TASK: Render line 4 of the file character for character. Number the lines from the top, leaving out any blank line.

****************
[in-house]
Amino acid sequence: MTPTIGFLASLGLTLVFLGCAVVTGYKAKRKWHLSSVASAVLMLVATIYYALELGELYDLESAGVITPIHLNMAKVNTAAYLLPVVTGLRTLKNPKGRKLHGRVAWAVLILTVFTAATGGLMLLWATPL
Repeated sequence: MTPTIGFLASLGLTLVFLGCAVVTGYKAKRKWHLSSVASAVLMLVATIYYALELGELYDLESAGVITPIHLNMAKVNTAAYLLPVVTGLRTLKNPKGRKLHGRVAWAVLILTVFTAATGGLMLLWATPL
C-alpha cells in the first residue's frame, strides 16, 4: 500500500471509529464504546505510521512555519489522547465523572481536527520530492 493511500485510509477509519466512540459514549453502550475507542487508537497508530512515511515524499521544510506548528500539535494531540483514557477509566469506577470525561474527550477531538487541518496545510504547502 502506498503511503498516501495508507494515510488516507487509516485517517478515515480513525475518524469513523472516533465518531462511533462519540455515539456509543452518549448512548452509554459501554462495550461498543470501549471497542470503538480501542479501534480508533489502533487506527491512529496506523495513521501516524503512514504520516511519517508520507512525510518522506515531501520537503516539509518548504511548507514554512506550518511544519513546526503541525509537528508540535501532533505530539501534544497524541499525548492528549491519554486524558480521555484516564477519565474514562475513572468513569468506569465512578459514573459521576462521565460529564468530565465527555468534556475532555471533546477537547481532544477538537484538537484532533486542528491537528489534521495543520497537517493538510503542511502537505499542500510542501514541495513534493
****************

C-alpha cells in the first residue's frame, strides 16, 4: 500500500471509529464504546505510521512555519489522547465523572481536527520530492 493511500485510509477509519466512540459514549453502550475507542487508537497508530512515511515524499521544510506548528500539535494531540483514557477509566469506577470525561474527550477531538487541518496545510504547502 502506498503511503498516501495508507494515510488516507487509516485517517478515515480513525475518524469513523472516533465518531462511533462519540455515539456509543452518549448512548452509554459501554462495550461498543470501549471497542470503538480501542479501534480508533489502533487506527491512529496506523495513521501516524503512514504520516511519517508520507512525510518522506515531501520537503516539509518548504511548507514554512506550518511544519513546526503541525509537528508540535501532533505530539501534544497524541499525548492528549491519554486524558480521555484516564477519565474514562475513572468513569468506569465512578459514573459521576462521565460529564468530565465527555468534556475532555471533546477537547481532544477538537484538537484532533486542528491537528489534521495543520497537517493538510503542511502537505499542500510542501514541495513534493